National Spelling Bee and political correctness

The National Spelling Bee has a new winner.  Actually, two winners, in a tie.  Congratulations to Gokul Venkatachalam, 14, of Chesterfield, Missouri, and Vanya Shivashankar, 13, of Olathe, Kansas.  They join winners of recent years, Sameer Mishra (2008),  Kavya Shivashanka (2009), Anamika Veeramani (2010), Sukanya Roy (2011), Snigdha Nandipati (2012), Arvind Mahankali (2013), and Ansun Sujoe and Sriram Hathwar (2014, tie).

Where’s the outrage?  Political correctness holds that every ethnic group is identical in terms of ability and effort, so that any discrepancy in outcomes is the result of discrimination.  (Except in athletics, of course.)  So the dominance of Indian-Americans must be the result of discrimination.  Or unfairness, such as the heinous practice of reading to your children, thereby unfairly advantaging them.

Given the practices of the Justice Department since the election of President Obama, can an investigation be far behind?

The National Spelling Bee has a new winner.  Actually, two winners, in a tie.  Congratulations to Gokul Venkatachalam, 14, of Chesterfield, Missouri, and Vanya Shivashankar, 13, of Olathe, Kansas.  They join winners of recent years, Sameer Mishra (2008),  Kavya Shivashanka (2009), Anamika Veeramani (2010), Sukanya Roy (2011), Snigdha Nandipati (2012), Arvind Mahankali (2013), and Ansun Sujoe and Sriram Hathwar (2014, tie).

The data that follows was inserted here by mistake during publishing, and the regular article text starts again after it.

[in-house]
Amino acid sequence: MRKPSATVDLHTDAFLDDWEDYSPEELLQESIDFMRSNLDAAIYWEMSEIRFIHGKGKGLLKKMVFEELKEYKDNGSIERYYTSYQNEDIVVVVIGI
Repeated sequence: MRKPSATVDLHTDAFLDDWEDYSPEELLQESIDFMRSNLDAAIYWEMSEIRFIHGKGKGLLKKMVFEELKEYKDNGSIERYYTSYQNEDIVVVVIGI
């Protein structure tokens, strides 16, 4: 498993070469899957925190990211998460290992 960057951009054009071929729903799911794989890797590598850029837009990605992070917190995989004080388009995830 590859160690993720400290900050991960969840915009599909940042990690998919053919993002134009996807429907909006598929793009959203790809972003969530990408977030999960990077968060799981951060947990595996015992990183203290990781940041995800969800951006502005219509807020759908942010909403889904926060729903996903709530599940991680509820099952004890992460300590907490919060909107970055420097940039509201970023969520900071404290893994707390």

Where’s the outrage?  Political correctness holds that every ethnic group is identical in terms of ability and effort, so that any discrepancy in outcomes is the result of discrimination.  (Except in athletics, of course.)  So the dominance of Indian-Americans must be the result of discrimination.  Or unfairness, such as the heinous practice of reading to your children, thereby unfairly advantaging them.

Given the practices of the Justice Department since the election of President Obama, can an investigation be far behind?